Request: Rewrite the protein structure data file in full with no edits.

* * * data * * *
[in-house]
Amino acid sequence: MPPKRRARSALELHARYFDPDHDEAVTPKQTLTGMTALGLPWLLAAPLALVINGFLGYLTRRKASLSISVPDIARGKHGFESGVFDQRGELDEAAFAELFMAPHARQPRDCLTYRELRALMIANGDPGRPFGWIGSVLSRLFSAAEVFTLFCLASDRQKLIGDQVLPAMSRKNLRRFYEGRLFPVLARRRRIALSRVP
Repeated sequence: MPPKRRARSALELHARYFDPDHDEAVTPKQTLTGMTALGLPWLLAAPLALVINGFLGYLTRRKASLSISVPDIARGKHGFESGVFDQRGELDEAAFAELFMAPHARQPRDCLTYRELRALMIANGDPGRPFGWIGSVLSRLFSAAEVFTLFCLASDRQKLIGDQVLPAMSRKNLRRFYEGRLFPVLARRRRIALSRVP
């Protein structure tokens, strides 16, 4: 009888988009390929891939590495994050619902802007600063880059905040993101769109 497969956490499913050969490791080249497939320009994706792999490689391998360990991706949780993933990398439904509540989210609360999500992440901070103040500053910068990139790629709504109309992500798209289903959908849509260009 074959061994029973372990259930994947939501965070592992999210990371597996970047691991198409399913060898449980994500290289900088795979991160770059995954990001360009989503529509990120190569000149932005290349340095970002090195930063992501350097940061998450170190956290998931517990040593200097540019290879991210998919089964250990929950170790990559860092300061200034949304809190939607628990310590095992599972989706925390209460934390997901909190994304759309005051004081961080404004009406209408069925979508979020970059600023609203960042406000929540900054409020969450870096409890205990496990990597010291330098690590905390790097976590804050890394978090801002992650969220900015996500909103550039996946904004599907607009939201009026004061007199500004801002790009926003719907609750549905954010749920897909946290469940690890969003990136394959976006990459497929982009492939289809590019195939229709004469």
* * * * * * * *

[in-house]
Amino acid sequence: MPPKRRARSALELHARYFDPDHDEAVTPKQTLTGMTALGLPWLLAAPLALVINGFLGYLTRRKASLSISVPDIARGKHGFESGVFDQRGELDEAAFAELFMAPHARQPRDCLTYRELRALMIANGDPGRPFGWIGSVLSRLFSAAEVFTLFCLASDRQKLIGDQVLPAMSRKNLRRFYEGRLFPVLARRRRIALSRVP
Repeated sequence: MPPKRRARSALELHARYFDPDHDEAVTPKQTLTGMTALGLPWLLAAPLALVINGFLGYLTRRKASLSISVPDIARGKHGFESGVFDQRGELDEAAFAELFMAPHARQPRDCLTYRELRALMIANGDPGRPFGWIGSVLSRLFSAAEVFTLFCLASDRQKLIGDQVLPAMSRKNLRRFYEGRLFPVLARRRRIALSRVP
């Protein structure tokens, strides 16, 4: 009888988009390929891939590495994050619902802007600063880059905040993101769109 497969956490499913050969490791080249497939320009994706792999490689391998360990991706949780993933990398439904509540989210609360999500992440901070103040500053910068990139790629709504109309992500798209289903959908849509260009 074959061994029973372990259930994947939501965070592992999210990371597996970047691991198409399913060898449980994500290289900088795979991160770059995954990001360009989503529509990120190569000149932005290349340095970002090195930063992501350097940061998450170190956290998931517990040593200097540019290879991210998919089964250990929950170790990559860092300061200034949304809190939607628990310590095992599972989706925390209460934390997901909190994304759309005051004081961080404004009406209408069925979508979020970059600023609203960042406000929540900054409020969450870096409890205990496990990597010291330098690590905390790097976590804050890394978090801002992650969220900015996500909103550039996946904004599907607009939201009026004061007199500004801002790009926003719907609750549905954010749920897909946290469940690890969003990136394959976006990459497929982009492939289809590019195939229709004469």